Limitless Networking

JNCIE-DC Lab Experience

After plenty of hours of studying and labbing the wide ranging topics on the JNCIE-DC blueprint, I took the JNCIE-DC lab exam and passed! I can proudly say I’m JNCIE-DC #389. In this conclusion of the previous JNCIE-DC blogs about my lab setup and about the remote lab environment, I will talk about my experience of taking the lab and how I’ve prepared.


As I’m working with different cloud provider customers in my daily job it really helped in preparing for this test. Being exposed to the platforms and technologies used gave me a head start, but after really starting to lab the different topics I really felt I had a long way to go. I was also a champion in delaying my actual start of preparation. After committing to the goal of passing the test in Q1 of 2021 I really picked up the pace and started studying multiple nights a week and came into the flow I like to be when preparing for a lab exam.

JNCIE-DC self study workbook

The Juniper Education self-study workbook for the JNCIE-DC lab is by far my most used resource for the lab. This will prepare you for 95% of the test. Note that it does not cover 100% of the topics and you will need to read documentation and have a deep understanding of the technologies on the blueprint of the test.

Examples of this are working with Class of Service configuration on QFX5100 platforms, as the lab only works on vQFX devices which are based on a virtual Q5 PFE rather than a Trident2 chip as used in the QFX5100. This means you really have to be aware of the physical limitations of the platform when applying Class of Service configuration.

The same goes for Virtual Chassis Fabric. Again a feature only supported on QFX5100 (and QFX5110/EX4300), not on the vQFX.

When working through the labs of the workbook you will find that some solutions will not have much explanation other than the correct configuration. Sometimes this made me doubt my own solution of which I was sure was correct as well. Then it really helps by taking the documentation and checking it by yourself to know if your variant is just as right as the configuration in the workbook is.


My Dell R730 server running bare-metal EVE-NG Pro was a life saver during the preparation. The performance was amazing and I could spin up as much virtual resources as I wanted to test various topologies.

Juniper Documentation

I did not read books as a preparation, but you do need a solid understanding of routing protocols, MPLS and EVPN. To brush up on all the knobs and features I read parts of the Juniper documentation which has excellent sample configurations explaining what’s needed and why.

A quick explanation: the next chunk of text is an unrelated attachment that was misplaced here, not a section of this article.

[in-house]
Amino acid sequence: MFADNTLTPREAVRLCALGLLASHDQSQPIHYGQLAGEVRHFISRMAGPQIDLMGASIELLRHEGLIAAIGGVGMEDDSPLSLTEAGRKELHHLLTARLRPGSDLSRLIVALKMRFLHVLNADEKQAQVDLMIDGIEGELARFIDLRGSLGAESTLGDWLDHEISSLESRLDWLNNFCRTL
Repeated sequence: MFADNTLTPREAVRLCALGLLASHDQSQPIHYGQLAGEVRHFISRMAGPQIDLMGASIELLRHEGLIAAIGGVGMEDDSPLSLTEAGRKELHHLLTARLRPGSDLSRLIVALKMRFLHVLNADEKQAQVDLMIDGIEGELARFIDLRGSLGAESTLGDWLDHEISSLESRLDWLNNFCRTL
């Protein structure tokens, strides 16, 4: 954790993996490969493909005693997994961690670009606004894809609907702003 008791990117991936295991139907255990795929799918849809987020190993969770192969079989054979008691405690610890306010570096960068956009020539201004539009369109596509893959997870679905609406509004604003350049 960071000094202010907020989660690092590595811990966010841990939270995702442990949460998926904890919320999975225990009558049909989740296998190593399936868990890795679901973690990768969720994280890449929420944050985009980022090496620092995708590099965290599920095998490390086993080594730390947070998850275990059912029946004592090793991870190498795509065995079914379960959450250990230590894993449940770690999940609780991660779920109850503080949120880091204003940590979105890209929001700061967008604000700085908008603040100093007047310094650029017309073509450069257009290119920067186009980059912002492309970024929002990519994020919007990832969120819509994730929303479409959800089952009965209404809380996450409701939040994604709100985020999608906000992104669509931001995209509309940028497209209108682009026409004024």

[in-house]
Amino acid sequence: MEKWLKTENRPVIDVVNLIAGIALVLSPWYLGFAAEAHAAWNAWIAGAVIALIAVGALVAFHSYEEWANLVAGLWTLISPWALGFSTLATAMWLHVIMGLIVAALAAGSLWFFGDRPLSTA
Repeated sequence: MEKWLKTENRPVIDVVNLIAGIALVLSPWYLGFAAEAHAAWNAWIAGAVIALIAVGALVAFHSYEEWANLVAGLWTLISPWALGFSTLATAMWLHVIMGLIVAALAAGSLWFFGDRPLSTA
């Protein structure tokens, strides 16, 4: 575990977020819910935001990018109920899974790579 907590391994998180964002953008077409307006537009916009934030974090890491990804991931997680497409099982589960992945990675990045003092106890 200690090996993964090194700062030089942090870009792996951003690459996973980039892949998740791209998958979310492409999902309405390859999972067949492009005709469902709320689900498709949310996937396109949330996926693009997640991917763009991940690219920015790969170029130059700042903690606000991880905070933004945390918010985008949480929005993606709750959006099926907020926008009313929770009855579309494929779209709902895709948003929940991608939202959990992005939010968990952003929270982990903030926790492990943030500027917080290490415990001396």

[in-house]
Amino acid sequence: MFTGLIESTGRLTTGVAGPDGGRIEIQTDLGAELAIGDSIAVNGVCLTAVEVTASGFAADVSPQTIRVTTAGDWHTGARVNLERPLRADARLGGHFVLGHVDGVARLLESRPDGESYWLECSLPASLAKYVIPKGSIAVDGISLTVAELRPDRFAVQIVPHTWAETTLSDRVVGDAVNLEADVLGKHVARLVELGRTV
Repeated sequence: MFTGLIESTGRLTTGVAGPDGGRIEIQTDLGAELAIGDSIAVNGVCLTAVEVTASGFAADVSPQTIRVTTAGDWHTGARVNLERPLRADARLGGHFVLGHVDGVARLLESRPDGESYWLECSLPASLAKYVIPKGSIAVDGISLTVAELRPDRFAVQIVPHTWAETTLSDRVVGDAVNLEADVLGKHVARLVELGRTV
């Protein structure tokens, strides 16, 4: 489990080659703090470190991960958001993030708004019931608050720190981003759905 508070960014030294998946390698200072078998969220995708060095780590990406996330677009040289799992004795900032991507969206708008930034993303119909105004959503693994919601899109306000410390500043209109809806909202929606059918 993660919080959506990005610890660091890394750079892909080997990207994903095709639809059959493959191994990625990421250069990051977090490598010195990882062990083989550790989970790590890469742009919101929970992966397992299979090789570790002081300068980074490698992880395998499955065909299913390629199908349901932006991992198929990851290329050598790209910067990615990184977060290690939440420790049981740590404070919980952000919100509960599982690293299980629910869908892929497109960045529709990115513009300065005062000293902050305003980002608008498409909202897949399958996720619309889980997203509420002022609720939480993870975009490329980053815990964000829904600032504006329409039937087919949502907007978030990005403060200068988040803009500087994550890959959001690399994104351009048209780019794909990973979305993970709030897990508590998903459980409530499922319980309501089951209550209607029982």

Taking the lab

As I took the lab in March of 2021. The Juniper offices are closed because of COVID-19 and the lab exam is conducted remotely. I’m fortunate to have a dedicated home office room that I could close and be isolated, as is required according to the lab policy. For all other requirements that your PC and room have to comply with can be found in my previous blog about that.

First be prepared that the JNCIE-DC lab in 2021 is still an 8 hour exam and not a 6 hour exam that other tracks already are.

Early morning on the day of your lab, you will receive an e-mail with an attachment for the Secure Exam Browser. This is a kiosk application that ensures a fully isolated environment where you will access the lab task document, documentation and a remote desktop environment with access to the equipment. Note that you are not able to print the tasks or diagrams of the lab so if you have a widescreen or a dual monitor setup that is a big plus! On my ultrawide monitor I could fit the topology diagram, tasks and remote desktop with notepad and securecrt open next to each other.

You will join a Zoom call where you will need to have (and keep) your webcam enabled as well as your microphone (do not go on mute). On the time mentioned in the e-mail your proctor will join the Zoom session and put you in a separate room where only you and the proctor are in. You will see the proctor jump in and out of your room at random times to check on what you are doing via your webcam, audio and the screenshare that is constantly running.